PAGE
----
One of the things that makes the Theogony so weird is that it's full of characters that don't actually do anything besides exist. Cronus' brother and sister Titans fall into this category. Hesiod tells us when they were born, who they married, and who their children are, but these guys (and gals) don't actually do anything during the war. Still, we'll list what we know about them here, just for reference. Oh, and remember, all of the original Titans were born to Gaia and Uranus.
Oceanus: also known as the "world-sea," Oceanus represents the ocean. He is married to Tethys, and is the father of the Oceanids, who represent the world's rivers, streams, lakes, etc.
Tethys: goddess of the sea, wife of Oceanus, and mother of the Oceanids.
Hyperion: also known as the "lord of light," Hyperion is the father of Helios, Selene, and Eos, who represents the sun, moon, and dawn. In some versions of mythology, Hyperion is also the guardian of the East.
Theia: wife of Hyperion and mother to Helios, Selene, and Eos. You'll notice that the female Titans don't have much of a role other than being married to someone. This partially reflects the not-so-cool culture of the time.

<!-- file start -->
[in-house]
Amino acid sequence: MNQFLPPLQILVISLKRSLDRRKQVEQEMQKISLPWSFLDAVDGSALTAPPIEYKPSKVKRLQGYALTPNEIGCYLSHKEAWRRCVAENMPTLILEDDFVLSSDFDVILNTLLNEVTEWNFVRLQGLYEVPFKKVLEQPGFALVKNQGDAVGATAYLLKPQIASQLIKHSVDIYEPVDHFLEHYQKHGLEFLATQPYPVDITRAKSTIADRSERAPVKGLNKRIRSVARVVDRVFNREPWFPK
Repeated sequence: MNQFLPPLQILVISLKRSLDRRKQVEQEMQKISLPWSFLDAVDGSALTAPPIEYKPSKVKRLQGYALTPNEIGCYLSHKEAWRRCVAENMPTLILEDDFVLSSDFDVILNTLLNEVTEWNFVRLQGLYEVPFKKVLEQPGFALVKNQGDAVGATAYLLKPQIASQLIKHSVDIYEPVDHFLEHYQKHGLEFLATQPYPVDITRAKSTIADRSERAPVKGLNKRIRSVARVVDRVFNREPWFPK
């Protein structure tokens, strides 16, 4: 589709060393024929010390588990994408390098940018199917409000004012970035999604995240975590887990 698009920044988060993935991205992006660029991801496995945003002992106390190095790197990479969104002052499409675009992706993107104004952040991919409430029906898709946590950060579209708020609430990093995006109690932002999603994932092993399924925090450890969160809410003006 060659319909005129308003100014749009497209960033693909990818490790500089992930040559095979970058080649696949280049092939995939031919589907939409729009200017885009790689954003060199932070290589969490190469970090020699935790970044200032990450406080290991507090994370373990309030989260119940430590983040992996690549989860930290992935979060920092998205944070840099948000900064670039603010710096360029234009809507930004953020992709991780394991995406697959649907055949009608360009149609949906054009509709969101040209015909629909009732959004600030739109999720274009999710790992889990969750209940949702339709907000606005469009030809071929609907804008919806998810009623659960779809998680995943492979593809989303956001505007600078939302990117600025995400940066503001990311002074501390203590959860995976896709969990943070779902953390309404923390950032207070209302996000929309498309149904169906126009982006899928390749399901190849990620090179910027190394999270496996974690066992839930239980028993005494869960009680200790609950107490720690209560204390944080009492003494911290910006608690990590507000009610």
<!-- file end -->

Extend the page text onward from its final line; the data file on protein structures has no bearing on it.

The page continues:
Coeus: guardian of the North and father of Leto. Leto sleeps with Zeus later on, and the two of them give birth to Artemis and Apollo.
Phoebe: wife of Coeus and mother of Leto. Through Leto, Phoebe is the grandmother of Apollo and Artemis; this might be why Apollo is sometimes called Phobos Apollo.
Rhea: sometimes thought of as "the mother of Gods," Rhea is often associated with Gaia and the earth. She is the wife of Cronus, and the mother of the Olympian Gods: Zeus, Hera, Hades, Poseidon, Demeter, and Hestia. She begs Gaia to save Zeus from Cronus, and then tricks Cronus into eating a rock.
Mnemosyne: goddess of memory and mother to the nine Muses, who inspire creativity in mortals. Most traditional ancient Greek poetry opens with the author sucking up to the Muses. In the opening of the Theogony, Hesiod explains that the Muses visited him and asked him to tell the story of the creation.
Themis: goddess of divine law and justice, and the founder of the Oracle at Delphi, where many Greek heroes went to have their fortunes revealed. Themis was herself Oracular, meaning she could see the future, and some versions of mythology claim that she is the mother of the Moirai, the Fates.
Crius: this guy did nothing. Don't pay any attention to him.
Iapetus: also known as the "god of mortal life," Iapetus is the father of Atlas, Prometheus, and Epimetheus. Prometheus is the god who stole fire from Heaven and gave it to mankind, and so Iapetus is considered one of mankind's ancestors.